6 Replies Latest reply on May 8, 2015 1:51 PM by Jared Conway Branched from an earlier discussion.

    Uniform load on extrusions

    Finly Turnier

      This question is branched from my original thread: Static simulation of uniform load on extrusion

       

      I was eventually able to get some results on the stresses and displacement of the extrusions but after letting the solver run for over 20 hours. Currently evaluating whether to get the full simulation package of SolidWorks but there is still some doubts on the capabilities of the software. I am able to get results but after a very long time of simulation and that's if the solver doesn't crash. I am currently running a PC with a I7-4770S CPU @ 3.10 GHz and 12.0 GB memory standard 7200 rpm HD SATA 3. The extrusions that I generally work with are complicated shapes and curves I eventually want work up to larger assemblies of these components. Will SolidWorks be able to run accurate analysis on these type of extrusions?

        • Re: Uniform load on extrusions
          James Riddell

          First, turn off hyperthreading, that will speed up your solve a fair amount.  Second, how many DOF are you going to do?  If you can get a SSHD to run the data/solve on it will help.  What do you consider 'large'?  It isn't so much the number of parts as it is the complexity of the geometry.  If you are using contact surfaces and fasteners then it will take a lot more time.

           

          I've got a M6800, loaded, and even w/ 32GB I have had models with 20M DOF run in fewer than 75 hours.

            • Re: Uniform load on extrusions
              Finly Turnier

              Currently I'm running a simulation that has 1.7M DOF, see attached image, typically the geometries resemble that. Multiple of these type of components to make up wall systems and sliding glass door assemblies. I would like to be able to optimize these type of systems if Solidworks is capable of carrying out FEA on these parts within reasonable amount of time. I am using contact sets no penetration and bonded types, if that's what you mean. Eventually when testing more complete assemblies I will want to implement fasteners.

               

              Another question, I modeled the assembly of the previous post you answered using surface features and simulated using shell thickness of the total solid extrusion thickness and got different results but the simulation completed quicker. Do you think its possible to accurately model these solid extrusions as surfaces and run FEA that produce realistic results?

               

               

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                • Re: Uniform load on extrusions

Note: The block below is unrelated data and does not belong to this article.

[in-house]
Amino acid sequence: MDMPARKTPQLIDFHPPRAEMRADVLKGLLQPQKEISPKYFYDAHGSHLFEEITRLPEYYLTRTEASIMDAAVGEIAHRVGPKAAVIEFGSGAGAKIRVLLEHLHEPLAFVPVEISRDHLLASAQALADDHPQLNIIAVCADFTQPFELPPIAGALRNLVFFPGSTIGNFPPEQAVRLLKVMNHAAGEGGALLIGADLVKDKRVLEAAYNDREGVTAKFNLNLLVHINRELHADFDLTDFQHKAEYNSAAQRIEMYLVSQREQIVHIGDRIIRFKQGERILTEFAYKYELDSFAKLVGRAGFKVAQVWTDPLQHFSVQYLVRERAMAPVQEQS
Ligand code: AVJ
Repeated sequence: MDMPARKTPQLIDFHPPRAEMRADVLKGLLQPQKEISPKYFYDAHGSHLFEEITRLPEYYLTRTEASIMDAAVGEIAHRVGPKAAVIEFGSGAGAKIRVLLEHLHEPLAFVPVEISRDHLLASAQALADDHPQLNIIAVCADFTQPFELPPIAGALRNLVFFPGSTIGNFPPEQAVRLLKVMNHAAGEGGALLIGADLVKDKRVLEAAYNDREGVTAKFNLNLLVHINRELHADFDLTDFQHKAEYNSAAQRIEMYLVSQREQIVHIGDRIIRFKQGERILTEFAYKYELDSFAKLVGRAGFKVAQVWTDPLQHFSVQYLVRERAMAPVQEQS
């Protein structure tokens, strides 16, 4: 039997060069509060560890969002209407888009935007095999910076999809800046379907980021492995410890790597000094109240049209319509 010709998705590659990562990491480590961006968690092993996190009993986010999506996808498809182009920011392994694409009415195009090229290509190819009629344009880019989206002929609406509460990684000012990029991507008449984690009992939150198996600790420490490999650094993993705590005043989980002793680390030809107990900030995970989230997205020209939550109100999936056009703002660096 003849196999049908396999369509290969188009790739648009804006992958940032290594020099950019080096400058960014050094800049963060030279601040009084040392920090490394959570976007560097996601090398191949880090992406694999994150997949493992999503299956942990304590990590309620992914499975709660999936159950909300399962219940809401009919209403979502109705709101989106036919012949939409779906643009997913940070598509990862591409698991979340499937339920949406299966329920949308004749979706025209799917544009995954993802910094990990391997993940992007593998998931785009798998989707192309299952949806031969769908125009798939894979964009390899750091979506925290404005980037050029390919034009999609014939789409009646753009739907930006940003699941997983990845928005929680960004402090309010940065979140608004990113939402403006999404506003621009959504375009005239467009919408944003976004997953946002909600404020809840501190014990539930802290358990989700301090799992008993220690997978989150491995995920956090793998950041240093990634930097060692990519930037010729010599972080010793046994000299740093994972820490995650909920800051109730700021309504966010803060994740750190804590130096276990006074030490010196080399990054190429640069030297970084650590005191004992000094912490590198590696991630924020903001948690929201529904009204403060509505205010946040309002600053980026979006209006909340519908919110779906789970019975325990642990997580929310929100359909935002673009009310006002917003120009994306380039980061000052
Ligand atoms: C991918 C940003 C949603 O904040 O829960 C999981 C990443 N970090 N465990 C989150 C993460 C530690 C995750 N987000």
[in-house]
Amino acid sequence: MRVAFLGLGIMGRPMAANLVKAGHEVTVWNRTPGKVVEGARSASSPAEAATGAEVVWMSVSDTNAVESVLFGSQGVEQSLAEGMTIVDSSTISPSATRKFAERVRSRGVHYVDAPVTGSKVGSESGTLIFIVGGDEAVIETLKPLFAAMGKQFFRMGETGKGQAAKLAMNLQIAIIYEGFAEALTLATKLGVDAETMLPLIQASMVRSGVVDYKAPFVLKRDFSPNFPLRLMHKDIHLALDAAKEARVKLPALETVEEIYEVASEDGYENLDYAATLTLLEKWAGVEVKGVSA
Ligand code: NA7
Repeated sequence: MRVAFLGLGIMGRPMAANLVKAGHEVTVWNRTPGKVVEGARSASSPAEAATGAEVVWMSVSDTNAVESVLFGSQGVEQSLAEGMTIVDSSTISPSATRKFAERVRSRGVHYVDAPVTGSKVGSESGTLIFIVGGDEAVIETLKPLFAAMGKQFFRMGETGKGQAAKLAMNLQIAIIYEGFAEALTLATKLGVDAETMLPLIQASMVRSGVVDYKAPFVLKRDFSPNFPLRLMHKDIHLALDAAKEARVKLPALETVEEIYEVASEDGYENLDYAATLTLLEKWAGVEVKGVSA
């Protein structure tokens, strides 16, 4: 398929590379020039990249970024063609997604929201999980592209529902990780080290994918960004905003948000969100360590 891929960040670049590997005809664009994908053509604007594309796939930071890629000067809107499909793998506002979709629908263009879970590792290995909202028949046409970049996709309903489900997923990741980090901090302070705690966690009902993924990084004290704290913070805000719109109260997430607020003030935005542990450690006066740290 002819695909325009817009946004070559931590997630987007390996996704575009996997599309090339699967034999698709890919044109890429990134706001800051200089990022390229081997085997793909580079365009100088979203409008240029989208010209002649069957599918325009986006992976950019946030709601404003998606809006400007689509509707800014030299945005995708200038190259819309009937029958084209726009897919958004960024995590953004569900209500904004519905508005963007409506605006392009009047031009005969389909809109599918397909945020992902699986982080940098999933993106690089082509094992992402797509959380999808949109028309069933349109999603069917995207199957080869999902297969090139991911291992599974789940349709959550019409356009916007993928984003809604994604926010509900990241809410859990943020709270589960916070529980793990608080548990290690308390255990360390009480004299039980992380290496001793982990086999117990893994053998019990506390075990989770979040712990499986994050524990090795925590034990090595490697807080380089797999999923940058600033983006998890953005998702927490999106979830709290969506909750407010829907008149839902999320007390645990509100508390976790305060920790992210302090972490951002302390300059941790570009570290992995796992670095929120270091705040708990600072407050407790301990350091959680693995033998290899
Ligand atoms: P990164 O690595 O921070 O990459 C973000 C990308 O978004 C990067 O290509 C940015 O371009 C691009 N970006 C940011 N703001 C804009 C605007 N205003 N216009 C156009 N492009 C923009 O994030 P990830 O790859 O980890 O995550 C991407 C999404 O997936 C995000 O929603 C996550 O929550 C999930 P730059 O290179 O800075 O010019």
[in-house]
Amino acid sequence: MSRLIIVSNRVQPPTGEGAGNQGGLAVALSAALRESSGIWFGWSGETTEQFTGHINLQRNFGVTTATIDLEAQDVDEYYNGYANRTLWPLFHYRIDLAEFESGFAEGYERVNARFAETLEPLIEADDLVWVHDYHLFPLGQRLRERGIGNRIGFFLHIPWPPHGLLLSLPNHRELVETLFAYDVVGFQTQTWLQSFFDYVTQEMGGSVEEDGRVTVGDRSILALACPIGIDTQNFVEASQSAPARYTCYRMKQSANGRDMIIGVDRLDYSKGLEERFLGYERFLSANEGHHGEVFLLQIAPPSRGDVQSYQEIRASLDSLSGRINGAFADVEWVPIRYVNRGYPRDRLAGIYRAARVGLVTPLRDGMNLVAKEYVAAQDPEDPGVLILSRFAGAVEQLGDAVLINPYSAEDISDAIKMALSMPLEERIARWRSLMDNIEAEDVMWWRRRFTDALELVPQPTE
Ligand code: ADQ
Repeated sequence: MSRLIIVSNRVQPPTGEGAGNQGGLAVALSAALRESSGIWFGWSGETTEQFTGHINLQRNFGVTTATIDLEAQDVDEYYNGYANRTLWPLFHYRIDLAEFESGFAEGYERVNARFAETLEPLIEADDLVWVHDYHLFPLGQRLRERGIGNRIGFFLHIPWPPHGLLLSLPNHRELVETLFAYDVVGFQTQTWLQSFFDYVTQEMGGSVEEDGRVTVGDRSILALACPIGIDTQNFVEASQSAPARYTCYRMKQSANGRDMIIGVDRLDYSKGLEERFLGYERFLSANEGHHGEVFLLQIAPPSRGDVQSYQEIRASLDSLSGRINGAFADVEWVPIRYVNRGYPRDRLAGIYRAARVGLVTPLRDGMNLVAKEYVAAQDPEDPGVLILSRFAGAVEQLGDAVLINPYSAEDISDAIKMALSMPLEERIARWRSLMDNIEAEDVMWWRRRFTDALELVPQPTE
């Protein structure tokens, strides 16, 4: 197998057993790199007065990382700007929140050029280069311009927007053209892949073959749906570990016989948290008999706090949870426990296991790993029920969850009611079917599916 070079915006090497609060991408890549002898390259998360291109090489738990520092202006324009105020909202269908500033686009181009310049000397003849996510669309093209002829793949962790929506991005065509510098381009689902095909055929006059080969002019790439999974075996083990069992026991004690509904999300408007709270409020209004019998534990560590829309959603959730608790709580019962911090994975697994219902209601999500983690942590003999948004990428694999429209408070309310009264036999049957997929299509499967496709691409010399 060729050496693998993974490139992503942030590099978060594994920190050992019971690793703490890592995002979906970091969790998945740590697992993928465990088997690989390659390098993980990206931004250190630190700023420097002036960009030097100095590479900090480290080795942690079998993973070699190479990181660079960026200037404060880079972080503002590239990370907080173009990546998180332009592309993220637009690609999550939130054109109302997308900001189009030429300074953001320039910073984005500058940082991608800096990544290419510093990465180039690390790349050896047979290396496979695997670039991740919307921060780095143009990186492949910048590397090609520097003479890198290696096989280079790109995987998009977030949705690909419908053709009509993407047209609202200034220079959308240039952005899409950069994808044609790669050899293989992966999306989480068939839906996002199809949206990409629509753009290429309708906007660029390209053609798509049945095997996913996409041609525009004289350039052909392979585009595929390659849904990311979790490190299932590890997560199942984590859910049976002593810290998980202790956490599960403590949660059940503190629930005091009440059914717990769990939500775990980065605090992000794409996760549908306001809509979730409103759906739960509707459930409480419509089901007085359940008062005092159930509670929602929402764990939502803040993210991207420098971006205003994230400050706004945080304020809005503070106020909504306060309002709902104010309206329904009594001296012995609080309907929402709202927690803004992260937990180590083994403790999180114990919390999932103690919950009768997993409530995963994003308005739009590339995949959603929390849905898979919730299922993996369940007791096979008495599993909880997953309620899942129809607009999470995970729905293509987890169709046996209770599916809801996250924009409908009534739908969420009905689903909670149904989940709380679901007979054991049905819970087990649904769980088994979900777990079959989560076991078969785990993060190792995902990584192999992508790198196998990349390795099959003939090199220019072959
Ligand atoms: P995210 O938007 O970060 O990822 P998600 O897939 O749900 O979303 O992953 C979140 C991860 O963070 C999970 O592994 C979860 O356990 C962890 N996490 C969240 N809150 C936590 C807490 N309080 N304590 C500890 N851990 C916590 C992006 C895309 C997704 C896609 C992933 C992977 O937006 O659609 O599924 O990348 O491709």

Jared Conway

                  based on your 2 posts, if you have solidworks simulation, pro won't help you

                  have you considered working with someone to optimize the setup of your analysis and get some training?

                  if you're interested, we have something we call mentoring that is basically that

                  you can email me at jared@hawkridgesys.com for more information

                   

                  otherwise I would post your model and get some help here

                   

                  but like others have mentioned, this sounds like some hardware and some setup (mixed meshing) would help a lot.

              • Re: Uniform load on extrusions
                Michael Kalin

                When you say the full package, do you mean you're using Xpress? Or are you thinking of upgrading to professional?

                 

                It's not surprising a simulation with beams run as solids would take that long. Simplifying them to one dimensional beams would greatly alleviate the degrees of freedom and nodal count.

                  • Re: Uniform load on extrusions
                    Finly Turnier

                    Upgrading to simulation professional.

                     

                     

                    Could you check my earlier response to James Riddell regarding modeling as surfaces. Can you expand on your suggestion to modeling as one dimensional beams? How would I do this if I have multiple extrusions connected to each other each having individual inertia? Plus each have different contact interaction with the fixed or anchored component.

                      • Re: Uniform load on extrusions
                        Michael Kalin

                        Surfaces will only work on simple shapes that can be broken down into constant cross sections that don't overlap. Solidworks can however solve beams as a one-dimensional element with the inertial values for the profile saved inside it. This is all covered in the three day training course and I would advise you to call your VAR for more information. Failing that search for tutorials on beam analysis on youtube or on a VAR website.